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Diego Brasioli

Ambassador of Italy to Luxembourg

Diego Brasioli (Rome, Italy, 1961) is a career diplomat, currently serving as Ambassador of Italy to Luxembourg. Previously, he has worked in various diplomatic posts such as Pakistan, Jordan, Lebanon, USA (Los Angeles), Romania, as well as in the Italian Ministry of Foreign Affairs (President of the Inter-Ministerial Committee for Human Rights, Director for North Africa and the Middle East, Director for Security and Disarmament and Deputy Director General for Political Affairs).



From the Shadows of Plato's Cave to the Cat of Professor Schrödinger.  Diplomacy in the Age of Artificial Intelligence


AI is changing the world we live in and represents one of the main challenges for our future, also from the point of view of its impact on global geopolitical balances.

Whoever dominates this technology will have a competitive advantage over other countries, not only from a military point of view, but also in the economic, social, environmental and political fields.

AI can have positive effects on human life, which we are already experiencing, but also potentially very negative consequences. How to maximize the former, while eliminating or reducing risk factors, is the real challenge of the future for humanity.

In this context, will diplomacy survive AI, a technology that can influence human decisions, or even replace them? What role can diplomacy, the oldest human instrument (along with war) for the conduct of international relations, play in regulating it?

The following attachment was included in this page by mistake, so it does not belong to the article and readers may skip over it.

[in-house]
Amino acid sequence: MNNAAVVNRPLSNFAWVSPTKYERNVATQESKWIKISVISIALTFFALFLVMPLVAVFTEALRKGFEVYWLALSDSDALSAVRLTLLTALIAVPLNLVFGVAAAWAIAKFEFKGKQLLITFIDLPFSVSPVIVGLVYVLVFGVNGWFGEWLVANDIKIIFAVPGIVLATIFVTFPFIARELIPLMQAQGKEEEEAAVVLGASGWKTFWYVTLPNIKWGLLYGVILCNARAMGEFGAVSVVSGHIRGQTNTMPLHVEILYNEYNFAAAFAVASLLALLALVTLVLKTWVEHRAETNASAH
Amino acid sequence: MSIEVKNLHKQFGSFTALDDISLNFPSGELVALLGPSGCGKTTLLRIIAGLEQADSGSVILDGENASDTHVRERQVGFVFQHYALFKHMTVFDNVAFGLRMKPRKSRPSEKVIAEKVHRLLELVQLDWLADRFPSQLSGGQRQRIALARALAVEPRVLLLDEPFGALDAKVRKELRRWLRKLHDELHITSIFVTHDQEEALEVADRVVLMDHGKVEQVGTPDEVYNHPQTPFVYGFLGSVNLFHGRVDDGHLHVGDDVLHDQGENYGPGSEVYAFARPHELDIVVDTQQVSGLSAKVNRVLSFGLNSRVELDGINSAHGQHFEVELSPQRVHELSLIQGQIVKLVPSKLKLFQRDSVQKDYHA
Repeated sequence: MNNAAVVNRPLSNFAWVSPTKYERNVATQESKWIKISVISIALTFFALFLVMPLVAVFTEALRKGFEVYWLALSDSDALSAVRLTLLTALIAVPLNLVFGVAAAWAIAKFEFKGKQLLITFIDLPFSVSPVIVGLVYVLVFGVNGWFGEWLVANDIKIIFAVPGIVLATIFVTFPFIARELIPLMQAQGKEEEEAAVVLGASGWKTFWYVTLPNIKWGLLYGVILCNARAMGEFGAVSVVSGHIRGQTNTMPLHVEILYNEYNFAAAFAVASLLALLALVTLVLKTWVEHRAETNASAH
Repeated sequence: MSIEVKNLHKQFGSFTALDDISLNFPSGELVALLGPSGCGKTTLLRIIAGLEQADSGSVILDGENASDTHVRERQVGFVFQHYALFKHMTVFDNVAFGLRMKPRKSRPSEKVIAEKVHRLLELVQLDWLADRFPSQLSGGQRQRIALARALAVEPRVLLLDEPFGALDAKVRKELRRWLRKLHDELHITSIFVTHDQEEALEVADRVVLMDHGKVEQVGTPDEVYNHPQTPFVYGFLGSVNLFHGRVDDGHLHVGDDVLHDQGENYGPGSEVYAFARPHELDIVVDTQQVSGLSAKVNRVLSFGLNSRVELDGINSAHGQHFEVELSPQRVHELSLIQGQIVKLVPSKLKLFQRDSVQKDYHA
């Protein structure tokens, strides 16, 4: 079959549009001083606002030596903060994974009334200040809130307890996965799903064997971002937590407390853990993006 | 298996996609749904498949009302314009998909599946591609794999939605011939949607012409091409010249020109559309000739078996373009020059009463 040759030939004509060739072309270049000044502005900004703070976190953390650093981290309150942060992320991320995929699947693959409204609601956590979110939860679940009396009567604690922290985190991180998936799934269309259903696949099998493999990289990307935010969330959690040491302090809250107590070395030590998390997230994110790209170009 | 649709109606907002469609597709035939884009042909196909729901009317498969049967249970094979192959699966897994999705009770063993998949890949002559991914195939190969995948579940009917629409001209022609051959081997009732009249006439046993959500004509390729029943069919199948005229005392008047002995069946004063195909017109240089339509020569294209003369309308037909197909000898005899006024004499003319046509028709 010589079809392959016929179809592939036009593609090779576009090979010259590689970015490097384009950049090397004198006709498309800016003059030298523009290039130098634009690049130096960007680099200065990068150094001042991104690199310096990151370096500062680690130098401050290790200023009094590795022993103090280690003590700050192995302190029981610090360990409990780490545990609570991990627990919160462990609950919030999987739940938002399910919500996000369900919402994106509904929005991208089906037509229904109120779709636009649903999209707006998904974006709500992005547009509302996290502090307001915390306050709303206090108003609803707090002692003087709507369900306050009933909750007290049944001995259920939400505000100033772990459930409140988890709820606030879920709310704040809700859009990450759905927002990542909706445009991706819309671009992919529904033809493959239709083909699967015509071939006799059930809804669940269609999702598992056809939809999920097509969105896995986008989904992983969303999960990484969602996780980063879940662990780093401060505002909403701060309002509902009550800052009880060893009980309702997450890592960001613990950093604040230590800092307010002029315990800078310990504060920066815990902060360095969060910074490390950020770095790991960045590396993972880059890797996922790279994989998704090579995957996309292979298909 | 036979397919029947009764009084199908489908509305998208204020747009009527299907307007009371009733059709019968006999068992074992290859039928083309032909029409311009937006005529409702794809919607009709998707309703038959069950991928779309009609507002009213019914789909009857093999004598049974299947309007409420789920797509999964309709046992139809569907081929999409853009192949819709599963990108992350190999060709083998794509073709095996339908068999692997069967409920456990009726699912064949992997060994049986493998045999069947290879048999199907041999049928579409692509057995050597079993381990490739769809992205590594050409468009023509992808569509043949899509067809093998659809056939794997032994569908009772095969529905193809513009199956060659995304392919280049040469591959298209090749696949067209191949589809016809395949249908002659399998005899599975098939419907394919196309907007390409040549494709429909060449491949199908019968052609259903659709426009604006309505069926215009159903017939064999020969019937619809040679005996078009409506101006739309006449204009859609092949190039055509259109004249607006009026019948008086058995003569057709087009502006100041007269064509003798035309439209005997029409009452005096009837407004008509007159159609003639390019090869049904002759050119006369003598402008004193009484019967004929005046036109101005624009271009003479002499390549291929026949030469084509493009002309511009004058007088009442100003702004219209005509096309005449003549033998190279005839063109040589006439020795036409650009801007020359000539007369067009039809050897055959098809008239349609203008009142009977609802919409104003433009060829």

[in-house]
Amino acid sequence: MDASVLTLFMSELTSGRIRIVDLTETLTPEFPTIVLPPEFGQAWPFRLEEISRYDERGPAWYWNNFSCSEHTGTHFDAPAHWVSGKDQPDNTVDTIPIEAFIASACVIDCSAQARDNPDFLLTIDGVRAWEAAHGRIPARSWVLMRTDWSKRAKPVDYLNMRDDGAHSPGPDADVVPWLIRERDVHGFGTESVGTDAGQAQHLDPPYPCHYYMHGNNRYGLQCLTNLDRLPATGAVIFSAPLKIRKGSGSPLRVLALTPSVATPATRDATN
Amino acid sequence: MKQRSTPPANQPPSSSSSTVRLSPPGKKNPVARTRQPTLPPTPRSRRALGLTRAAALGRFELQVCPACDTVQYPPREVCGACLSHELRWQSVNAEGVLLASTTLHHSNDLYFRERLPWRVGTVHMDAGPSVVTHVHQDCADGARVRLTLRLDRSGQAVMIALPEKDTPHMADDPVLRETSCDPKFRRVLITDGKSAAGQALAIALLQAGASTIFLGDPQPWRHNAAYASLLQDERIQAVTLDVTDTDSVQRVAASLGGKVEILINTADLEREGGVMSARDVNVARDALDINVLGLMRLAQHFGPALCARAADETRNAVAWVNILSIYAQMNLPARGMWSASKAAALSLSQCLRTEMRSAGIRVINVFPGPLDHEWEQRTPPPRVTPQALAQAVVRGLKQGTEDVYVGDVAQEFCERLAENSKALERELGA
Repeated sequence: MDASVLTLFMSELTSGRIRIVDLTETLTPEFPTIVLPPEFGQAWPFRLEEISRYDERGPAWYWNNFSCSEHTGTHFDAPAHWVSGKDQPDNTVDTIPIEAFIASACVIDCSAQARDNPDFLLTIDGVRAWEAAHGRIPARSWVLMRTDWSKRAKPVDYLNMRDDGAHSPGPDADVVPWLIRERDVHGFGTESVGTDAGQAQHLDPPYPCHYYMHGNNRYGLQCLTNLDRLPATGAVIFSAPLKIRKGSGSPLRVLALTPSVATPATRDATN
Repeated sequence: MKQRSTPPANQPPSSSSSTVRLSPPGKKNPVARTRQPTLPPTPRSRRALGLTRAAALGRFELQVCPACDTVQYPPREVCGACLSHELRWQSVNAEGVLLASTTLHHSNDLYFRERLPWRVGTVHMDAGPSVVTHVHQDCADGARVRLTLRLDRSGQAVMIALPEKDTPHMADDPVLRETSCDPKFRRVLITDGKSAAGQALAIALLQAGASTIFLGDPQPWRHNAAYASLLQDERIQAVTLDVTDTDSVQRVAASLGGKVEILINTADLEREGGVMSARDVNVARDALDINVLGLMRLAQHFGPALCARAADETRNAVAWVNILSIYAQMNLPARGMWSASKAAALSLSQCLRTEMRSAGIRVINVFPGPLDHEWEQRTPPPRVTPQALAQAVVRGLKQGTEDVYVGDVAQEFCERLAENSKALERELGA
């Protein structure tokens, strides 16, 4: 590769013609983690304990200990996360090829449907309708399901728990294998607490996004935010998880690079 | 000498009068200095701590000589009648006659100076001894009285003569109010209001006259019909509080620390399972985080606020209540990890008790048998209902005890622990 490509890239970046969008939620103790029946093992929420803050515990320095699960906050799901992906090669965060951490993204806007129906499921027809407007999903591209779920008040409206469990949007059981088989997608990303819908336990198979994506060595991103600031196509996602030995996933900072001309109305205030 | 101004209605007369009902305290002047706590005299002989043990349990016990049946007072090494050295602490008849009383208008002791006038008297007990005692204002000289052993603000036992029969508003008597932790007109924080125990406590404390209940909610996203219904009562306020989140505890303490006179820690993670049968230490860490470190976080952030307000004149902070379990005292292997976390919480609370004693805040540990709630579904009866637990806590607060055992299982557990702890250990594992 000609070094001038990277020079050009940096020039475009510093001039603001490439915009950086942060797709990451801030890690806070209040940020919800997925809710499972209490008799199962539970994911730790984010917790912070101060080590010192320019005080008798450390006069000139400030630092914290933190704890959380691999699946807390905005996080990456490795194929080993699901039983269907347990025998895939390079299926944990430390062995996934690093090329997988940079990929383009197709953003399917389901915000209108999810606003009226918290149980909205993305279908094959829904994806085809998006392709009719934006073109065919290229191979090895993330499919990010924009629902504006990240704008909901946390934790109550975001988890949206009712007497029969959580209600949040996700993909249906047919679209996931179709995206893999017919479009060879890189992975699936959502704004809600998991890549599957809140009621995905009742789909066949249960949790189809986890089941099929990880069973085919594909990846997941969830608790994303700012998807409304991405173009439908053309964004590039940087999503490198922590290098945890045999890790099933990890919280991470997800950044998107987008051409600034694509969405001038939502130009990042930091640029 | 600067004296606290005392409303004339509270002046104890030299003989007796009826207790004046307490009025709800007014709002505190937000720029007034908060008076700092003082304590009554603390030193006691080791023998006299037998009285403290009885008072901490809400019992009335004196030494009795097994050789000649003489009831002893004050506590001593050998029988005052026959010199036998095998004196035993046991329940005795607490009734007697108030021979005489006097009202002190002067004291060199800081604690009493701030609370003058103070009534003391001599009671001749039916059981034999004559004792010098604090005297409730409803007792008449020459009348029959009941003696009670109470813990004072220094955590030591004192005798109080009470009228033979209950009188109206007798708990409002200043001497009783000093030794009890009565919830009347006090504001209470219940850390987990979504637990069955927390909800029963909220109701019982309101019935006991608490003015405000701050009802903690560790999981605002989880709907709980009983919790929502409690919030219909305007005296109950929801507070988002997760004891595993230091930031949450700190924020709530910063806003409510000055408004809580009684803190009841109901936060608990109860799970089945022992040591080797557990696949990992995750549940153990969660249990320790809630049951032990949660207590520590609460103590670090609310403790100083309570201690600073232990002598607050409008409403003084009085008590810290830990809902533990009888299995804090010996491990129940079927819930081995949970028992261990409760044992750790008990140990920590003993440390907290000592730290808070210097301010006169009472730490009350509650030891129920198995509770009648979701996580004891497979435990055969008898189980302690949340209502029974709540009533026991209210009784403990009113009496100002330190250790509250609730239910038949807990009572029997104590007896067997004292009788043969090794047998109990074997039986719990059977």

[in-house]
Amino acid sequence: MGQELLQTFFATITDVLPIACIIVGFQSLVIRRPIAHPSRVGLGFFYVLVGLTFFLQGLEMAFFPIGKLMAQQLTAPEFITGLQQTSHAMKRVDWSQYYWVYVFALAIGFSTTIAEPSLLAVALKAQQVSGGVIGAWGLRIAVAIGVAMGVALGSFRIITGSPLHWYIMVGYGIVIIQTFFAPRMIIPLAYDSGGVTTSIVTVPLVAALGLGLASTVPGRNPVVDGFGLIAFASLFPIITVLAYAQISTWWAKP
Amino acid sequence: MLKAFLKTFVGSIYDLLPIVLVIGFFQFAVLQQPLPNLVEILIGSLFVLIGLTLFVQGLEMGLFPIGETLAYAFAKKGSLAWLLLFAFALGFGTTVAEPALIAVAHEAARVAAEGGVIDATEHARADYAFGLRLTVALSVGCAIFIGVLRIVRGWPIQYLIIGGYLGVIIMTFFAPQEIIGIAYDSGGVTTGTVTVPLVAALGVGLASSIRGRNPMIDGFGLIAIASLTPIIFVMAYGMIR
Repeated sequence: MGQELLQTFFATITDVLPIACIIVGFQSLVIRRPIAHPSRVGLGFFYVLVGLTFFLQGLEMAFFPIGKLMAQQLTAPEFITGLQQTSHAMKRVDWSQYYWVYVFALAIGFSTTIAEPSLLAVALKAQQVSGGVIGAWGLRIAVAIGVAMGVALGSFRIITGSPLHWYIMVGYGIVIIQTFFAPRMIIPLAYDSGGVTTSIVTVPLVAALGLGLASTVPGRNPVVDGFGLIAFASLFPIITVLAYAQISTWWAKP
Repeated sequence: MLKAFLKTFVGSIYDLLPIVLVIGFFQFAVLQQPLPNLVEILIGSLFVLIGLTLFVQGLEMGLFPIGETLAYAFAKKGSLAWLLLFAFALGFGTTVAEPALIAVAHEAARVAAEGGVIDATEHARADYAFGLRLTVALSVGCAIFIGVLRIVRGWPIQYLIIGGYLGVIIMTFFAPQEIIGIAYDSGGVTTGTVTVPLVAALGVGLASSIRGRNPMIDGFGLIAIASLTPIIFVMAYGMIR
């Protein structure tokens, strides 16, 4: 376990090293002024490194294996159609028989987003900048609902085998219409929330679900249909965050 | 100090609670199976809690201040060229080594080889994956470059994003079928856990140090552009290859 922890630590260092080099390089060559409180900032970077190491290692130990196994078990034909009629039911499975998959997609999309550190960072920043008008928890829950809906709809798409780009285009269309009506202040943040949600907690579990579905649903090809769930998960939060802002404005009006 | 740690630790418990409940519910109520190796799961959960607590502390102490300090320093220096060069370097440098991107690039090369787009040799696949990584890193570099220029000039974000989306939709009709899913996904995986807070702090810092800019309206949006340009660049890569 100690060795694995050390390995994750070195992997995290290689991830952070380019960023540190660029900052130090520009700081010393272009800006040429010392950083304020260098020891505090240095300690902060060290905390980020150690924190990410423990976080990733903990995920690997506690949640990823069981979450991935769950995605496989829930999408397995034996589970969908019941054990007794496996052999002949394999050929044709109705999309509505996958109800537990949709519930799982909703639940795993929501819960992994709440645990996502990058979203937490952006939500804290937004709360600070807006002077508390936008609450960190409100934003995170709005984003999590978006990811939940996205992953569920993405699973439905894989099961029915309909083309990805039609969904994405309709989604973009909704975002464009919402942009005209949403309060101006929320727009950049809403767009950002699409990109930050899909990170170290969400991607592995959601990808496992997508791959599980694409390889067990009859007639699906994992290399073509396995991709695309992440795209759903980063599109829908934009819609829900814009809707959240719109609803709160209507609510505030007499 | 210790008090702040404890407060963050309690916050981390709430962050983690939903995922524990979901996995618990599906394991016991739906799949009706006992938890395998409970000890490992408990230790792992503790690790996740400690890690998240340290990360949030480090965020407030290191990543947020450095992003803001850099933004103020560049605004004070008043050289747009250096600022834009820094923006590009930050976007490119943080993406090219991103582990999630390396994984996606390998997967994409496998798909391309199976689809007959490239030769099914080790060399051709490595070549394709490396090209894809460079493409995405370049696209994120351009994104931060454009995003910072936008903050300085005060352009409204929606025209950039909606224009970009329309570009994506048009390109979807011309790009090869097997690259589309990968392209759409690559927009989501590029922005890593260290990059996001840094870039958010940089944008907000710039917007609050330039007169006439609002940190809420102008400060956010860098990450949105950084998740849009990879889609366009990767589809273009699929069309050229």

The essay argues that diplomacy, as it has done countless times throughout its history, will certainly survive, provided it can effectively adopt the new tools offered by technology and progress.

Moreover, diplomacy may indeed prove to be a valuable tool in making a decisive contribution to addressing the future ethical and regulatory challenges posed by AI. To achieve this, it will have to be able to promote an international debate, possibly leading to an international conference involving political leaders, researchers, entrepreneurs, industrial developers, and representatives of civil society, in order to lay the foundations for a regulation of the subject, to seek consensus on the issue, and to ensure that AI (especially if and when it evolves into General Intelligence) does not overpower humanity, but helps to make decisions based on legal certainty, reliable sources, certified data processing, common sense, and, above all, a value-oriented approach.


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